In December 2022—after Ms. James had filed her civil lawsuit and sought a preliminary injunction against President Trump and his business—Ms. James issued a press release taking credit for a guilty verdict against the Trump Organization.71 According to the press release, “The Office of the Attorney General (OAG), under Attorney General James, worked closely with the Manhattan District Attorney’s (DA) Office to investigate and uncover a scheme employed by the Trump Organization to avoid paying taxes.”72 The press release also identified Mr. Fishman and another assistant attorney general who had “handled” the matter for Ms. James’ office.
In April 2023, the Manhattan DA announced a 34-count felony indictment of President Trump.73 The charges related to allegedly “falsifying New York business records.”74 No public reporting has been located to determine whether Ms. James or her cross-designated attorneys are assisting the Manhattan DA with this prosecution, though the circumstances indicate that such participation is likely.
Ms. James also reportedly considered indicting President Trump on criminal racketeering charges.75 The November 2023 report wondered why “the joint AG-DA team still hasn’t filed those charges.”76
C. Ms. James’ comments appear to violate Rule 3.6 and Rule 8.4(h).
The elements of Rule 3.6 are again met by Ms. James’ comments in her role as a prosecutor.
Participation. Ms. James is a lawyer who is participating in and/or has participated in a criminal matter against President Trump. Ms. James publicly announced that she was opening a criminal investigation of the Trump Organization. She claimed to have found evidence of potential crimes by President Trump. She also reportedly considered filing criminal racketeering charges against President Trump.
In addition to these direct actions, Rule 3.6(e) applies to Ms. James because she is a lawyer associated in a government agency with a lawyer subject to Rule 3.6(a). Ms. James thus cannot make a statement prohibited by Rule 3.6(a). Ms. James has partnered with the Manhattan DA to bring criminal charges against the Trump Organization. Ms. James’ attorneys have been cross- designated as assistant district attorneys in the Manhattan DA’s office. An investigation should be conducted to determine whether Ms. James or any of her attorneys have participated in the Manhattan DA’s pending criminal indictment against President Trump. Any participation by Ms. James or her office in this indictment would affect Ms. James’ public comments under Rule 3.6(e).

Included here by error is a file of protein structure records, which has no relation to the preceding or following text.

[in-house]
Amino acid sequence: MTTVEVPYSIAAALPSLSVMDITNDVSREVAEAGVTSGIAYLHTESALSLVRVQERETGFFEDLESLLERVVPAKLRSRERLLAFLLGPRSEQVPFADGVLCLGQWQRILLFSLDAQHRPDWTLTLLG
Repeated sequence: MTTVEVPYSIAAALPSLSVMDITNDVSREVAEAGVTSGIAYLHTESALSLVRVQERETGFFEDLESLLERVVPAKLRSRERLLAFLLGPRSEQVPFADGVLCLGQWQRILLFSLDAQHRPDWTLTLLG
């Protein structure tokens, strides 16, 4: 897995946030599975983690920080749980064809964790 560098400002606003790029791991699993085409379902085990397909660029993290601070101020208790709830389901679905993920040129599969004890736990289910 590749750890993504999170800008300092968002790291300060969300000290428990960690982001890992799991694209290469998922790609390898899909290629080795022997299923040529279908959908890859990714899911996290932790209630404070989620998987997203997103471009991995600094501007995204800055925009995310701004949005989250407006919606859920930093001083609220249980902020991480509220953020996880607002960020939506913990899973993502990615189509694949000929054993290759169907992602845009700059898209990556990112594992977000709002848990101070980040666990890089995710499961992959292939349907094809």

Extrajudicial statements. As discussed in Section III.E and incorporated herein by reference, Ms. James has made extrajudicial statements about President Trump, his family, and his business.
Knowledge of dissemination. As discussed in Section III.E and incorporated herein by reference, Ms. James knows or reasonably should know that her extrajudicial statements will be disseminated by means of public communication.
Prejudice. In addition to the discussion in Section III.E, which is incorporated herein by reference, Ms. James’ extrajudicial statements are likely to materially prejudice a criminal matter or any other proceeding that could result in incarceration. See Rule 3.6(b). Ms. James’ extrajudicial statements have attacked the character, credibility, and reputation of President Trump, who is a defendant in the Manhattan DA’s criminal action and is and/or has been a suspect and/or target in other announced or unannounced investigations by Ms. James’ office or by her cross-designated attorneys in the Manhattan DA’s office. Ms. James has attacked the expected testimony of President Trump and statements he has made. Finally, Ms. James’ extrajudicial statements have opined as to the guilt or innocence of President Trump.